Yoan Moncada is 20 years old, and his entire professional career consists of 81 games at one of the lowest levels of the minor leagues.
So why are we already asking when (not if) he'll become a major league star?
"If Yoan Moncada doesn't become an All-Star player, I'll be shocked," the respected Boston Globe columnist Nick Cafardo wrote on Jan. 23.
We love our prospects, don't we? We really love our Cuban prospects who set off bidding wars and land $31.5 million contracts before they leave their teens. We love the talent, we love the promise, and we even love the mystery.
And we at Bleacher Report are here to provide a little perspective. We're not here to shoot down the Yoan Moncada hype, because we're not at all sure it should be shot down.
We're just here with a little reminder. The kid is 20 years old. He's not ready for the major leagues now, and according to scouts who have followed his career, there's a good chance he won't be ready for the big leagues next year, either.
There's nothing wrong with that. There's nothing particularly wrong with Moncada, or with the Boston Red Sox organization's decision to risk that much money on a player still in need of so much development time, because by all accounts this is a kid worth waiting for.
"If the [listed] age is right and the makeup is OK, he's going to be a heck of a player," said one scout who watched Moncada last summer at Class A Greenville.
He has crazy speed, which helped him steal 49 bases in 52 attempts, despite not really knowing how to steal bases yet. He has real power, more than the eight home runs in 306 at-bats would suggest.
He has physical skills that make him hard to compare to other 20-year-olds—or other baseball players.
"He looks like he should be playing in the Super Bowl," the scout said. "It's a 26-27 year-old body. He was a man among boys in the South Atlantic League."
The last time I heard that kind of comparison for a baseball prospect was when one of Yasiel Puig's minor league managers said he looked like Minnesota Vikings running back Adrian Peterson.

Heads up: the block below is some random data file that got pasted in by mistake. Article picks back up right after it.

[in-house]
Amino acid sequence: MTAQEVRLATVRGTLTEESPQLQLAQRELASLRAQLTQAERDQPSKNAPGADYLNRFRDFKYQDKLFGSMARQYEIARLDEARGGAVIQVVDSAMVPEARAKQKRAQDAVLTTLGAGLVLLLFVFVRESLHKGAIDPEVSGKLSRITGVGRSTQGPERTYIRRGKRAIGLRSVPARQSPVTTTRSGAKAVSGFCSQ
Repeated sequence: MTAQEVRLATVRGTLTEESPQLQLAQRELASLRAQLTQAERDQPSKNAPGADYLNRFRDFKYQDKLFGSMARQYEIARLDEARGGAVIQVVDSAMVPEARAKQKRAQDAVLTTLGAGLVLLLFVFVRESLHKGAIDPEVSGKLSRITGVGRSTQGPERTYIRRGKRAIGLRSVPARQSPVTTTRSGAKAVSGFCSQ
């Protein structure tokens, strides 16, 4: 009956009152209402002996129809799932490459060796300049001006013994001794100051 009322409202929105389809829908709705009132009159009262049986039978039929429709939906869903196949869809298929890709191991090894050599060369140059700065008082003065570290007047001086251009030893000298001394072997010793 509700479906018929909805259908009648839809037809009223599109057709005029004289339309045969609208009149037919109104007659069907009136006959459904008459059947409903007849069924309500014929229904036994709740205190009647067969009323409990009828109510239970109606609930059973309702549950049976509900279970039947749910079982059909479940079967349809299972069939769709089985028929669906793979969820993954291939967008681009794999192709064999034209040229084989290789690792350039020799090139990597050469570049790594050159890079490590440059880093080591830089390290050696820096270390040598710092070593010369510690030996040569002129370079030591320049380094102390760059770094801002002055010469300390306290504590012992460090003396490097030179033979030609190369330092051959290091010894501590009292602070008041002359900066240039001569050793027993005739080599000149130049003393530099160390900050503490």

"[Moncada] is a little bit like that," the scout said. "But I don't think his makeup is as bad as Puig's."
The Red Sox list Moncada at 6'2", 205 pounds, the same height as Puig but 50 pounds lighter (although Puig has informed the Dodgers, via Andy McCullough of the Los Angeles Times, that he now weighs about 240).
Moncada is also a second baseman, at least for now, although the Red Sox have suggested he could end up moving to the outfield.
"No question he could play second base," our scout said. "But he can get a little flashy."
The Red Sox have second baseman Dustin Pedroia signed through 2021. They have an exciting young outfield with Rusney Castillo, Jackie Bradley Jr. and Mookie Betts. But if Moncada becomes as good as he could be, they'll find room.
Remember, they don't need to do it yet. Even Moncada seems to understand that, as he told reporters, including WEEI.com's Rob Bradford:
I have one goal, and that's getting to the big leagues. Now I understand the process a little better than I did coming into it. Whether it's this year, next year, whenever it is, I know bit by bit I've got to just keep working hard, and it will be great when it happens. It's not so much of a straight deadline as I had before.
Remember, he won't turn 21 until May 27. He's a rich, physically developed kid so talented that BaseballProspectus.com ranked him as the seventh-best prospect in all of baseball, but he's still a kid.
He spent some of his $31.5 million signing bonus on a BMW i8, then showed up on TMZ.com because he paid $45,000 for a paint job that made it glow in the dark.
"He wanted a car, so he bought a car," agent Dave Hastings told Bradford. "But he didn't have his driver's license."
Remember, this is a kid who grew up in Cuba and is just now adjusting to life in the United States. His talent got him the big contract (which actually cost the Red Sox $63 million because of an international signing penalty), but there's still a lot of work ahead.
He could become a star. Maybe it's even fair to say he should become a star.
He just needs to be patient.
And so do we.
Danny Knobler covers Major League Baseball as a national columnist for Bleacher Report.
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